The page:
Step 2: Organizing The Manuscript

Stories require structure. No kidding, you say, but structure means more than a series of acts, a hero’s journey, and a beginning, middle and end. I have that. What occupies my focus now? Chapters!

When I put out the first book, initially, it contained over 120 chapters. Now, though, on this revision, it goes beyond word choice, plot issues or characters arches to how many chapters I want and how to group the scenes into a coherent whole that fits into the entire story but contains its own through line. Went digging to advice and discovered that exactly NONE of it helped. Which leads us to our first series, how am I restructuring my book. Will it help? I hope so. Will it give me a place to put the rage and frustration over what I fear will turn into to one of those processes I overthink and make worse for myself. Ab-so-lute-ly! Why you might wonder, does this issue cause me so much stress? It has to do with how I work.

Some writers can sit down and write a work from beginning to end, working in chronological order. Not me. I envy those writers. I do. Not that mu jealousy does me any good because the way I write, at least so far, does not look like this. My process, and I feel pretentious even using that word, but it describes it pest, involves jumping around. Let me step back to 2009.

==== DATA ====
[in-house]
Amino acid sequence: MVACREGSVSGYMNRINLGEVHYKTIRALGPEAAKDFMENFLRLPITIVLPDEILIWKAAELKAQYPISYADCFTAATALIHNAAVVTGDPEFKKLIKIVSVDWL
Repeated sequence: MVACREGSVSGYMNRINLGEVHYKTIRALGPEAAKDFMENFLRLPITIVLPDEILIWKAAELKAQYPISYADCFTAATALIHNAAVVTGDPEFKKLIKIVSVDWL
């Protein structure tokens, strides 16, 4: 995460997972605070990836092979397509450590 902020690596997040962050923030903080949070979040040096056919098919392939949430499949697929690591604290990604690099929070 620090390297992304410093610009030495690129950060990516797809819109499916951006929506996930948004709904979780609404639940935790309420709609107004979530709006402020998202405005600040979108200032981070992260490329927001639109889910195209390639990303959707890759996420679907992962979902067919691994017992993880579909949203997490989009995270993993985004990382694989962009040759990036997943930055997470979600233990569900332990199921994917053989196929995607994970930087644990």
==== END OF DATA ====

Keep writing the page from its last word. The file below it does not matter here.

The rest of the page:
The first think I wrote for the book I’m working on publishing, the first book of what turned into a trilogy, showed my main character, Lenore, getting fired. And, you guess it, no longer the first scene. I started building from there, trying to write the story as it went, but my mind rebelled. I would get ideas, some that got relegated to the darlings file every writer owns, but I would follow the inspiration. I’d been writing for maybe six months when I finally, FINALLY could see far enough ahead to get around to structure and working out the beginning, middle and end. I realized during this process I needed more than one book and boy did that bring up complicated emotions of excitement and cold-sweat fear. I also accepted that I needed to write how I write, and I create better by focusing on character. Cue in the 3 x 5 cards that made all this possible because I use them to keep track of the story arcs. I will then write several scenes in a row focusing on a character or storyline. It gets me a first draft that is a bunch of scenes that I somehow have to craft into a book. Welcome to a huge part of my time in revision land.

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